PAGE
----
Providers say they worry whether the exchange networks will truly serve the uninsured and broaden the risk pool. Instead, they could result in a huge shift of people currently covered by employer — sponsored coverage into the exchange products marked by narrower networks, less choice, and rates that fail to cover the provision of high-value health care…

56 percent said they would have to make substantial cuts to operating costs or “do something drastic” if Medicaid — level rates prevail for the exchange networks while 11 percent said they would likely decline to participate or simply “go out of business.”

There is No free Lunch in Massachusetts

This is from an NBER Working Paper:

Relying on the reform implemented in Massachusetts in 2006, we estimate the empirical analog of our model. We find that jobs with ESHI [employer sponsored health insurance] pay wages that are lower by an average of $6,058 annually, indicating that the compensating differential for ESHI is only slightly smaller in magnitude than the average cost of ESHI to employers. Because the newly-insured in Massachusetts valued ESHI, they were willing to accept lower wages, and the deadweight loss of mandate-based health reform was less than 5% of what it would have been if the government had instead provided health insurance by levying a tax on wages.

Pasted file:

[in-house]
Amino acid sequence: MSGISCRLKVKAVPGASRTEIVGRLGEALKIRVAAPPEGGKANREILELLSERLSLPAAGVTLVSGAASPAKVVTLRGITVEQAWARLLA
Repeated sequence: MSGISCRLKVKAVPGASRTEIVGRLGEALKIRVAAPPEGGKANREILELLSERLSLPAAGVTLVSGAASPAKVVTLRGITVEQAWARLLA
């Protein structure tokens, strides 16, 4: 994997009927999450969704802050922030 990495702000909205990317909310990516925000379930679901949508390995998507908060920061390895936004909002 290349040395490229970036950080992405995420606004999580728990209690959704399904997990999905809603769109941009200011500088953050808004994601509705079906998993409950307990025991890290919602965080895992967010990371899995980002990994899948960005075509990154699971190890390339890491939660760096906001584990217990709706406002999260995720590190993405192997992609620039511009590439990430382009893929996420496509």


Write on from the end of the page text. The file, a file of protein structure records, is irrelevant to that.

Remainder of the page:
In other words, health insurance costs come out of the workers’ pockets, not the employer’s. See our previous posts here and here. HT: Jason Shafrin.

Massachusetts Uninsured

A recent study in the New England Journal of Medicine takes a close look at the remaining uninsured in Massachusetts and wonders what can be done about them.

The study, authored by John Graves and Katherine Swartz, begins by noting –

It is estimated that between 2006 and 2009, the proportion of low-income Massachusetts adults who lacked insurance coverage decreased by one sixth, while the proportion in similar states barely changed — a substantial achievement by any measure.

Well, not really. A reduction of one-sixth doesn’t seem like much of a whoop given the amount of money and attention that has been spent on this program.

Read More » »

Mandated Health Insurance in Massachusetts Comes Out of Employee Wages

An NBER Working Paper  estimates that people who gained employer-supplied health insurance as a result of the Massachusetts mandate saw their wages fall by $6,055 per year, an amount only “slightly smaller in magnitude than the average cost of [employer supplied health insurance] to employers.”

Was it worth it? The authors estimate that workers value the coverage at only about 76 cents for every $1.00 their employer was required to spend. This implies that employees are worse off by more than $1,500 per year, on the average.

Once People Have Health Insurance, They Will Seek Care…

At the emergency room!

New research in the Archives of Ophthalmology warns hospitals to prepare for an overload of emergency department (ED) visits after health reform kicks in. Florida hospital EDs already saw patients eligible for Medicaid jump 6 percent between 2005 and 2009, well before millions of Americans are expected to gain health insurance in 2014, reported The Tampa Tribune.

Meanwhile, approximately 68 percent of emergency physicians in Massachusetts saw an uptick in visits due to the state’s universal health plan, the model for national health reform, according to a 2009 survey, noted The News-Press.

Source: FierceHealthcare